For five years now, the Health Department has explained its waiver decisions with rote recitations of the continuing need for adulticide use in wide areas of Brooklyn, Queens, Staten Island and the Bronx, but without any indication of when, if ever, the prohibitions in Local Law 37 might actually be given their intended effect. [“Anvil 10+10 Waiver Decision Letters 2006–2011,” appended as Exhibit G] Consequently, New York City is in violation of the intent and letter of Local Law 37 and of the Settlement Agreement, and is endangering the public health and the natural environment by its broadcast aerial (into the air) spraying from spray trucks.



On May 25, 2010 the NY City DOH held its first of two mandated meetings with the Plaintiffs. (The second meeting took place in January 2012.) In a wide-ranging discussion based on the Plaintiffs’ Letter, all parties agreed to several procedures including the need for proper notification of the public and medical personnel if further spraying was ordered (even though the participants from the No Spray Coalition maintained our objections to widespread pesticides spraying altogether). But the City’s abrogation of even that common sense consensus in its current pesticides spraying campaign leads to the unfortunate conclusion that the City was not taking seriously its commitments to our discussions and thus had not entered the stipulated discussion in good faith, which violates the terms of the Settlement Agreement and does not bode well for future meetings mandated in the Agreement.

Similar concerns arise over the City’s continued recommendations of the application of DEET to repel mosquitoes. DEET is a neurotoxin that is suspected of distorting brain development, especially in young children. (1) Companies that manufactured insect repellents (such as “OFF!”) that contained the chemical “DEET” are today advertising new products containing safer alternatives. In the one meeting held between the Department of Health and the Plaintiffs as per the Settlement Agreement, NYC Health officials last year agreed to stop recommending DEET. But despite the consensus reached by all parties, the City continues to recommend application of DEET.

The City claims that it “will use a very low rate of Anvil 10+10 containing pyrethroid, phenothrin and synergist, piperonyl butoxide for its adult mosquito control efforts. Thorough environmental review and epidemiologic analyses conducted subsequent to spray events have shown that the public in general is not expected to experience symptoms given the low level of exposure that may occur during the spraying events” [“2011 Health Advisory #17: Pesticide Spraying Notification to Reduce Mosquito Activity and Control West Nile Virus in Queens,” August 19, 2011. Appended as Exhibit K]. However, the City provides no evidence whatsoever to support such claims, and ignores numerous reports of people who have gotten sick from ultra low volume (ULV) mosquito sprays. In 2003, the Centers for Disease Control reviewed poisoning reports due to WNV spraying from the only nine states in the country that collected such data at the time and which sprayed for West Nile-carrying mosquitoes. The CDC found 262 cases. The majority of cases resulted in respiratory (66%) and neurological (61%) reactions [CDC. 2003. “Surveillance for Acute Insecticide-Related Illness Associated with Mosquito-Control Efforts - Nine States, 1999-2002.” www.cdc.gov/mmwr/preview/mmwrhtml/mm5227a1.htm].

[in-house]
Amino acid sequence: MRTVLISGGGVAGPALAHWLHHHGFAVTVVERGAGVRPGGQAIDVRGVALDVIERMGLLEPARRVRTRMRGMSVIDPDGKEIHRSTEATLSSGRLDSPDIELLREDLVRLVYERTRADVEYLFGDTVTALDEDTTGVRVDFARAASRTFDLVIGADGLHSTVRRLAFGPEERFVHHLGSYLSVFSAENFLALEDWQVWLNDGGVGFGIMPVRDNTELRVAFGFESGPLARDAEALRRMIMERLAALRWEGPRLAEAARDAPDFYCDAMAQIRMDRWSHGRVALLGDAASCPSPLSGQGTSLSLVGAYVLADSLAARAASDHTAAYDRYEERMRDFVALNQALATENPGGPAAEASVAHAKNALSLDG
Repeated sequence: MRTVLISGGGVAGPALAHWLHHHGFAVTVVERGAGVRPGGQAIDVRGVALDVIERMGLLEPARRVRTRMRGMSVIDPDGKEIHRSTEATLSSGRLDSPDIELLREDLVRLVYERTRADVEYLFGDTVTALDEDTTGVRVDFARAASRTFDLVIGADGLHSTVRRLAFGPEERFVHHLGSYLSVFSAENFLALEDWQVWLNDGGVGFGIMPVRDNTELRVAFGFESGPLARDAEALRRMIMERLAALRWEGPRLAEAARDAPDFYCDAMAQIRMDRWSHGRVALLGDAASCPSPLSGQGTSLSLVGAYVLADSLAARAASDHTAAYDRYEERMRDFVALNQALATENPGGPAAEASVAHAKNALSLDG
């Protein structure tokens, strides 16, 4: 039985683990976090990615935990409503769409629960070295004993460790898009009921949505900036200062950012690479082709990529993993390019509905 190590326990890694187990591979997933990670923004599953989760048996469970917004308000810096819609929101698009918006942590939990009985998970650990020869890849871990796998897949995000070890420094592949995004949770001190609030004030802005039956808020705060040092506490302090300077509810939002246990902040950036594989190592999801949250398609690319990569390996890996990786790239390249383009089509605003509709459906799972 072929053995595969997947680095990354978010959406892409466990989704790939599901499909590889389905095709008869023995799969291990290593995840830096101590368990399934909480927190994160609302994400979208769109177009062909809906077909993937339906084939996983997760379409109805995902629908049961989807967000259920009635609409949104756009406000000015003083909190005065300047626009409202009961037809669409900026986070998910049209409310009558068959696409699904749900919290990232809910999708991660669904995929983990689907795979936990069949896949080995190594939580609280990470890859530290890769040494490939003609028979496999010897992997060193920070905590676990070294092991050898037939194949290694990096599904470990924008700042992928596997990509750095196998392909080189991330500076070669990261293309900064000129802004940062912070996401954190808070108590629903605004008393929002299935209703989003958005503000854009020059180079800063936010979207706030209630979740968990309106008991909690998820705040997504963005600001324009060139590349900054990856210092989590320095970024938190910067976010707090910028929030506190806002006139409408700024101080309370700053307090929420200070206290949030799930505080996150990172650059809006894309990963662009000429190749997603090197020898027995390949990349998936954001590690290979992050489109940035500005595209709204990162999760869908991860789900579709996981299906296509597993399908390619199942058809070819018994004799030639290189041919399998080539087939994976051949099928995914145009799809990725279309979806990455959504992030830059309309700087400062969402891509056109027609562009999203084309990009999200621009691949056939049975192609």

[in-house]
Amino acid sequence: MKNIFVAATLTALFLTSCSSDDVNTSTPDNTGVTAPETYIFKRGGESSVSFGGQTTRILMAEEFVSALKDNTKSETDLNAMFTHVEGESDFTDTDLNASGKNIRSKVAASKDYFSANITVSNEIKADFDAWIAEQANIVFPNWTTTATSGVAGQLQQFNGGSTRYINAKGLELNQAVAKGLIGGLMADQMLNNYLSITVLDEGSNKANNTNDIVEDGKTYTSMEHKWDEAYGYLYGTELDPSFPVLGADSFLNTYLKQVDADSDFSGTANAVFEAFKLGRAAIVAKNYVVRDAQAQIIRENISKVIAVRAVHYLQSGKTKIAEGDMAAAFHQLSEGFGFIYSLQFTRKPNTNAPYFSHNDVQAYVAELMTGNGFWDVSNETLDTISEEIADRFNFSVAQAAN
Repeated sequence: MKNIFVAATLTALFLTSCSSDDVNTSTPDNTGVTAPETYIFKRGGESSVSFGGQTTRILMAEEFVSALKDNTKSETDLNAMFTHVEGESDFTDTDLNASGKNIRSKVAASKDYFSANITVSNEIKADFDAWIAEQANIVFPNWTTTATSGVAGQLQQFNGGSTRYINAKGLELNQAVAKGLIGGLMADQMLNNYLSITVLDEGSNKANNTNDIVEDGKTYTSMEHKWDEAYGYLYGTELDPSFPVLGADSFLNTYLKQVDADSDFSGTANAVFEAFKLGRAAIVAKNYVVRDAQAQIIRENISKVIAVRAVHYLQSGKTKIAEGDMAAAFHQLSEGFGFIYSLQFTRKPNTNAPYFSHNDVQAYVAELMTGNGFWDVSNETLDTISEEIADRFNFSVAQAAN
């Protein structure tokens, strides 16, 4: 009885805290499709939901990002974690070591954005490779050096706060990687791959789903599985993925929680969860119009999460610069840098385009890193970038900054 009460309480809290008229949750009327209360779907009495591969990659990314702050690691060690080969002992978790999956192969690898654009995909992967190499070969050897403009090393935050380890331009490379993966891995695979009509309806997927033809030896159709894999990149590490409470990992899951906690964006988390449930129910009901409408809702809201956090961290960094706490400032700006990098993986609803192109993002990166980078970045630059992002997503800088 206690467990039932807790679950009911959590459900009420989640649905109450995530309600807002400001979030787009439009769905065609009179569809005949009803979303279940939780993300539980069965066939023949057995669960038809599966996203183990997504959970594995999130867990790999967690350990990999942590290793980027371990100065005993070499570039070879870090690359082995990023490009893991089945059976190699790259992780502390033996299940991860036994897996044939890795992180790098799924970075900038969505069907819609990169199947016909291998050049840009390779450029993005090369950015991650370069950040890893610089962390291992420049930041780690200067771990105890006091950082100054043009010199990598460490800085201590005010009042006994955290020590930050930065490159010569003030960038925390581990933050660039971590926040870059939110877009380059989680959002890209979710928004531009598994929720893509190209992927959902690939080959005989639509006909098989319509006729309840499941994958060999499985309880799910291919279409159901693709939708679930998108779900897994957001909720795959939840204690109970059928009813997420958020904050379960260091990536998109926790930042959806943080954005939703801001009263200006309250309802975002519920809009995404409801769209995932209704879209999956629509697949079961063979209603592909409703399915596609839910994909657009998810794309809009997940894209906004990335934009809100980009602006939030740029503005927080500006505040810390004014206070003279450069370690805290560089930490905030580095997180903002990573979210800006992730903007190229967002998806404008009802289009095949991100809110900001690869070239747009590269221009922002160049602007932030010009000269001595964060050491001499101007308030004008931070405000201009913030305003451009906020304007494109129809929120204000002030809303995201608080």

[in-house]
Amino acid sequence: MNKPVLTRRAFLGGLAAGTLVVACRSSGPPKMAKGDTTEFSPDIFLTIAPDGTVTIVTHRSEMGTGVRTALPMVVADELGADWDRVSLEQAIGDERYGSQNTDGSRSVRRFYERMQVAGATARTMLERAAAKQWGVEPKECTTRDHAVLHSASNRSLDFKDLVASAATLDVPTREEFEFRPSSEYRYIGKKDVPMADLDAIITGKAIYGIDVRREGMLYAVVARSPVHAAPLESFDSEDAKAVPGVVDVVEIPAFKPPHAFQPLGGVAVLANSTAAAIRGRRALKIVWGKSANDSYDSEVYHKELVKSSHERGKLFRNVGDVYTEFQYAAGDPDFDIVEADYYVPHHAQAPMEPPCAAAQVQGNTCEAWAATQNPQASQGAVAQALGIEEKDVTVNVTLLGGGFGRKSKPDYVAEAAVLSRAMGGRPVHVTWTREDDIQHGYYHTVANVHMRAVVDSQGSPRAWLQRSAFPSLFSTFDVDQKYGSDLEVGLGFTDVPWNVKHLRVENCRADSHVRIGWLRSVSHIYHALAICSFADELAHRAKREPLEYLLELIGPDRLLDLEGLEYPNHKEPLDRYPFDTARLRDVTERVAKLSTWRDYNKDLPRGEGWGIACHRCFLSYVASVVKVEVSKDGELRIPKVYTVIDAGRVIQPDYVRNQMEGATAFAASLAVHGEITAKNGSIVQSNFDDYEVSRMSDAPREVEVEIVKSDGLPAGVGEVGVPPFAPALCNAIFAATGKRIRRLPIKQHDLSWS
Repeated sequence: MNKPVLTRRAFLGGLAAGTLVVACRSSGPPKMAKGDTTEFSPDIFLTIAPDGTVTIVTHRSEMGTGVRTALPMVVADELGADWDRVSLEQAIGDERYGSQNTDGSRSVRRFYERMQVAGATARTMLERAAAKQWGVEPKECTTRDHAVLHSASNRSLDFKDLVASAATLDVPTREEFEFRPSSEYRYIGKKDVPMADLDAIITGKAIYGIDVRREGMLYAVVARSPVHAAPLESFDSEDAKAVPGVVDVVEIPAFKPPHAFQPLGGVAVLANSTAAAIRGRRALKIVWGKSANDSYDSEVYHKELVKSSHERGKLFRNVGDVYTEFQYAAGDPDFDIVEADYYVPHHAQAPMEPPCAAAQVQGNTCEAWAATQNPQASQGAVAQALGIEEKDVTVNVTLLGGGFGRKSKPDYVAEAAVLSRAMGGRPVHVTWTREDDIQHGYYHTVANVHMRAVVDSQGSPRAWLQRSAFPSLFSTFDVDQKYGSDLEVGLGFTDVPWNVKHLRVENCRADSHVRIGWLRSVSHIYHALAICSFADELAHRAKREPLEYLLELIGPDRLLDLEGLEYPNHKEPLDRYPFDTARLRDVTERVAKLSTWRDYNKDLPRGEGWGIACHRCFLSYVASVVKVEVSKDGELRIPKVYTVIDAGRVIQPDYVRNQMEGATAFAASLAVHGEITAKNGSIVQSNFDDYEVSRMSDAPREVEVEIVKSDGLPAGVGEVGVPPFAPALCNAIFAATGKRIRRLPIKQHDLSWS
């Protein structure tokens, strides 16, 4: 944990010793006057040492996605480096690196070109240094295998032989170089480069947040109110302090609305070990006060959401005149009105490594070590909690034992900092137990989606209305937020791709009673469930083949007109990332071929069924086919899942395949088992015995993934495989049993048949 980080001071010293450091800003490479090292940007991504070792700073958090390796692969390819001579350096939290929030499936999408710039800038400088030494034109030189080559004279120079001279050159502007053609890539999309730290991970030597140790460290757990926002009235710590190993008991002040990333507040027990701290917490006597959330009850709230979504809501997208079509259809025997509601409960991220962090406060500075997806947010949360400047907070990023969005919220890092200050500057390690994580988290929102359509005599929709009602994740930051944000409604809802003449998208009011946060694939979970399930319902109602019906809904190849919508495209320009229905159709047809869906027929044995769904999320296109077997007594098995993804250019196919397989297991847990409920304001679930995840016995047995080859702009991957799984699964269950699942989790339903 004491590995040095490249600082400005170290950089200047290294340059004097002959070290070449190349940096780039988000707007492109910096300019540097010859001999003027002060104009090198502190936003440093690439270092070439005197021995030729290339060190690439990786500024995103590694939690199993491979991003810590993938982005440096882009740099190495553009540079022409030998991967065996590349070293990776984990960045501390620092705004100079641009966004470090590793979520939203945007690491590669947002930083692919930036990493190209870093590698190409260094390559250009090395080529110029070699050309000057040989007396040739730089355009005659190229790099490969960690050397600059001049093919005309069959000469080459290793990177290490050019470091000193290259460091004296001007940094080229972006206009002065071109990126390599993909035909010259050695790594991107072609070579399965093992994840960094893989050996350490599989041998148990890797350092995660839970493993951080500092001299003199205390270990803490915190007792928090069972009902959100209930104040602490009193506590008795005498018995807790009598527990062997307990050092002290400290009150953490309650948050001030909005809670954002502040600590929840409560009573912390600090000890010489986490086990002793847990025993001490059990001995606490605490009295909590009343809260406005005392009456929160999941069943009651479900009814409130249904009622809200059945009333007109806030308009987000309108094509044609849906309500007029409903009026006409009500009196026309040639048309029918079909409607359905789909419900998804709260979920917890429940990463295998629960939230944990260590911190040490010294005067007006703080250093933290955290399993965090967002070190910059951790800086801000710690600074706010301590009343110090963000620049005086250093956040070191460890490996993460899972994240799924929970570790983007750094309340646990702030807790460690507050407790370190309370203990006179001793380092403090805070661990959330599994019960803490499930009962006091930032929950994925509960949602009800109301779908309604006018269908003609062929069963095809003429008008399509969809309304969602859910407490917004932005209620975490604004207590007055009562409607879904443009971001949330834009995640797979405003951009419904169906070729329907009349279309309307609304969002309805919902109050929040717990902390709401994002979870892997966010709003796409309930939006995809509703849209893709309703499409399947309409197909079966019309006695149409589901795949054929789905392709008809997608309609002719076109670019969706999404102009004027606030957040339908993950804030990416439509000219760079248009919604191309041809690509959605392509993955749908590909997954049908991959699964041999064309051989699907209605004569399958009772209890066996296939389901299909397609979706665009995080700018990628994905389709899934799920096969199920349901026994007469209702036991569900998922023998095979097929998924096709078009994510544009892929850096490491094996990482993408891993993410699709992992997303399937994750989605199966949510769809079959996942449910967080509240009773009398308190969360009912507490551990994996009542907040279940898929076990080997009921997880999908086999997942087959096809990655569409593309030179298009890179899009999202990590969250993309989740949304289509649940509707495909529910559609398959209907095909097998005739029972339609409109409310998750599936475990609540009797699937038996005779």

Beyond Pesticides – a national organization headquartered in Washington D.C. (formerly known as the National Coalition Against the Misuse of Pesticides) and a co-Plaintiff in the No Spray, et al. lawsuit – reviewed a federal General Accounting Office report that examined claims relating to the reported incidence of illnesses due to pesticide exposure, and concluded:

Pesticide poisonings in the U.S. are not well tracked and are commonly misdiagnosed, unreported, and severely underestimated. Physicians receive little training on identifying poisonings and even when correctly diagnosed, rarely are they reported to authorities. EPA recognizes that poisonings are underreported and that the lack of national data on the extent of pesticide illnesses is a problem. It is therefore wholly imprudent for public officials to dismiss the hazards of broadcast spraying and the need for safer practices simply because pesticide poisonings are not making headlines. [GAO. 2001. Information on Pesticide Illness and Reporting Systems. GAO-01-501T.]

And Beyond Pesticides reports studies that link pyrethroids to chronic illnesses such as endocrine disruption, cancer and birth defects. Unfortunately, the EPA does not currently assess endocrine disruption potential of chemicals, although required to by law. So what studies is the NYCDOH referring to when it writes that it has performed “thorough environmental review and epidemiologic analyses” in determining the numbers and effects of pesticides exposure in New York City from the spraying?

In fact, studies show the opposite of the City’s claims: Endocrine disruptors, even in very small doses (such as those in ultra low volume (ULV) Pyrethroids), can cause neurological, developmental and reproductive health problems in both humans and animals. [Vera Go, J., et al. 1999. “Estrogenic Potential of Certain Pyrethroid Compounds in the MCF-7 Human Breast Carcinoma Cell Line.” Enviro. Health Perspectives 107(3); Alavanja, M.C.R., et al. 2003. “Use of agricultural pesticides and prostate cancer risk in the agricultural health study cohort.” Am. J of Epidemiology 157: 800-814.] These studies rule out the City’s “dose makes the poison” argument for the safety of ULV pesticides, and warrants greater precautionary approaches. But the City ignored this data in making its sweeping and false claims about the pesticides’ effects. It appears that the City made unsubstantiated assertions so that it could claim to have met the criteria for granting itself a waiver, and hoped that no one actually checked and exposed the fraudulent basis for its claims.